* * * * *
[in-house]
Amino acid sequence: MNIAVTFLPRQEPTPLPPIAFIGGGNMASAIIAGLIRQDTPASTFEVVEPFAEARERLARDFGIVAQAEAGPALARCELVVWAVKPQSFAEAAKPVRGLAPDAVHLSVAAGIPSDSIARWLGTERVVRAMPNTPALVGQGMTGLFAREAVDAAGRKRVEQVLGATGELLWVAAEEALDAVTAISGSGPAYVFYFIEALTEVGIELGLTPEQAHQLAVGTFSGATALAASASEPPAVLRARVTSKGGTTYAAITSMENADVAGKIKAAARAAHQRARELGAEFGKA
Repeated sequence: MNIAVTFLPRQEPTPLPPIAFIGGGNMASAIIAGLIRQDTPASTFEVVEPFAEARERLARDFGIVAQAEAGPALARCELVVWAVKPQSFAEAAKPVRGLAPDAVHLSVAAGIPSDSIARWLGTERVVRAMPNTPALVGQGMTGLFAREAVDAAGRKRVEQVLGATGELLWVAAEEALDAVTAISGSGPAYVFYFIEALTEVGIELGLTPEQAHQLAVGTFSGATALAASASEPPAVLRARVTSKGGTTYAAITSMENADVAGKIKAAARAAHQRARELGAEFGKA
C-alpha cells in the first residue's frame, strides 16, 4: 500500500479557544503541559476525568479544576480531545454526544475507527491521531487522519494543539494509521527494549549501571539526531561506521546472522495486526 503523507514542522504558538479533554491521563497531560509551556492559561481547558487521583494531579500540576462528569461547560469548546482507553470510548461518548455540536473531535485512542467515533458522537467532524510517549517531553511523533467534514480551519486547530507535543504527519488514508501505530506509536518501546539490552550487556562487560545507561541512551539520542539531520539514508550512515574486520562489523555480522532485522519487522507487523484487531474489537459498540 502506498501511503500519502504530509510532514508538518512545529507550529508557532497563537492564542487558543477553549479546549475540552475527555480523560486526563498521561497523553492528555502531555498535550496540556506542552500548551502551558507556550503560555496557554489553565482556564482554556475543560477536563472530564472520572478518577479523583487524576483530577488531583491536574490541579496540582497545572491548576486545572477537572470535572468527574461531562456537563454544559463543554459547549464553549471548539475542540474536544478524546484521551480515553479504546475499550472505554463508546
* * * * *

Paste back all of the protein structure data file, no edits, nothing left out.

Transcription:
[in-house]
Amino acid sequence: MNIAVTFLPRQEPTPLPPIAFIGGGNMASAIIAGLIRQDTPASTFEVVEPFAEARERLARDFGIVAQAEAGPALARCELVVWAVKPQSFAEAAKPVRGLAPDAVHLSVAAGIPSDSIARWLGTERVVRAMPNTPALVGQGMTGLFAREAVDAAGRKRVEQVLGATGELLWVAAEEALDAVTAISGSGPAYVFYFIEALTEVGIELGLTPEQAHQLAVGTFSGATALAASASEPPAVLRARVTSKGGTTYAAITSMENADVAGKIKAAARAAHQRARELGAEFGKA
Repeated sequence: MNIAVTFLPRQEPTPLPPIAFIGGGNMASAIIAGLIRQDTPASTFEVVEPFAEARERLARDFGIVAQAEAGPALARCELVVWAVKPQSFAEAAKPVRGLAPDAVHLSVAAGIPSDSIARWLGTERVVRAMPNTPALVGQGMTGLFAREAVDAAGRKRVEQVLGATGELLWVAAEEALDAVTAISGSGPAYVFYFIEALTEVGIELGLTPEQAHQLAVGTFSGATALAASASEPPAVLRARVTSKGGTTYAAITSMENADVAGKIKAAARAAHQRARELGAEFGKA
C-alpha cells in the first residue's frame, strides 16, 4: 500500500479557544503541559476525568479544576480531545454526544475507527491521531487522519494543539494509521527494549549501571539526531561506521546472522495486526 503523507514542522504558538479533554491521563497531560509551556492559561481547558487521583494531579500540576462528569461547560469548546482507553470510548461518548455540536473531535485512542467515533458522537467532524510517549517531553511523533467534514480551519486547530507535543504527519488514508501505530506509536518501546539490552550487556562487560545507561541512551539520542539531520539514508550512515574486520562489523555480522532485522519487522507487523484487531474489537459498540 502506498501511503500519502504530509510532514508538518512545529507550529508557532497563537492564542487558543477553549479546549475540552475527555480523560486526563498521561497523553492528555502531555498535550496540556506542552500548551502551558507556550503560555496557554489553565482556564482554556475543560477536563472530564472520572478518577479523583487524576483530577488531583491536574490541579496540582497545572491548576486545572477537572470535572468527574461531562456537563454544559463543554459547549464553549471548539475542540474536544478524546484521551480515553479504546475499550472505554463508546